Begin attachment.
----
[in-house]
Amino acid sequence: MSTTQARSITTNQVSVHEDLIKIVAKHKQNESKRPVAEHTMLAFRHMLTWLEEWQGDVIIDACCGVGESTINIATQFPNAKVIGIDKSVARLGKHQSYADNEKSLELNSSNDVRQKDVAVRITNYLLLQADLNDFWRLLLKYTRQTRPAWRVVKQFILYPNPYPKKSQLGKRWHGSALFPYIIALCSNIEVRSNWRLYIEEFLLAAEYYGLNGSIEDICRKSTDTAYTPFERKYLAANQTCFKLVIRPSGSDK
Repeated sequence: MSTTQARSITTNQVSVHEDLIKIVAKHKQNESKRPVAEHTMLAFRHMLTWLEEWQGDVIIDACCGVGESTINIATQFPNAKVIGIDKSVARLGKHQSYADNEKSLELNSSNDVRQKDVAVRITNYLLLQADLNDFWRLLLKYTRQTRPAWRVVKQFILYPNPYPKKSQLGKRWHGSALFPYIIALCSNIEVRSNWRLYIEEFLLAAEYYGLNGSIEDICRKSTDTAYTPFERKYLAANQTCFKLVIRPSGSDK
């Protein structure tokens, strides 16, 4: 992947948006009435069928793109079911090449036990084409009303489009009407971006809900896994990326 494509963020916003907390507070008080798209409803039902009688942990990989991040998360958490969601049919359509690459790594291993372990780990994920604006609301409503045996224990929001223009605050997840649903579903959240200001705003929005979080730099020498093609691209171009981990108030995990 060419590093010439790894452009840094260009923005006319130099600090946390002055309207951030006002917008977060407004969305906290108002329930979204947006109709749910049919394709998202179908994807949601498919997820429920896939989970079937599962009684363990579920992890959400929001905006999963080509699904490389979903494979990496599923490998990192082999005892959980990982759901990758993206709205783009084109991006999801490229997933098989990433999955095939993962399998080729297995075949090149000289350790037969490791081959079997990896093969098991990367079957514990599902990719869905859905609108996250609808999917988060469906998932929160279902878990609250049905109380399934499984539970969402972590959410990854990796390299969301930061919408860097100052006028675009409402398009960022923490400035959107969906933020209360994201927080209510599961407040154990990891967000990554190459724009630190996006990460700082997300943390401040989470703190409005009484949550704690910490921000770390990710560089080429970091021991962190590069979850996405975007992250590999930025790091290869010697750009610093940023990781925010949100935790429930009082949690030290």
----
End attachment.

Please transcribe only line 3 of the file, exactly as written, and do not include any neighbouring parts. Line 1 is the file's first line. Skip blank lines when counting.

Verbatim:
Repeated sequence: MSTTQARSITTNQVSVHEDLIKIVAKHKQNESKRPVAEHTMLAFRHMLTWLEEWQGDVIIDACCGVGESTINIATQFPNAKVIGIDKSVARLGKHQSYADNEKSLELNSSNDVRQKDVAVRITNYLLLQADLNDFWRLLLKYTRQTRPAWRVVKQFILYPNPYPKKSQLGKRWHGSALFPYIIALCSNIEVRSNWRLYIEEFLLAAEYYGLNGSIEDICRKSTDTAYTPFERKYLAANQTCFKLVIRPSGSDK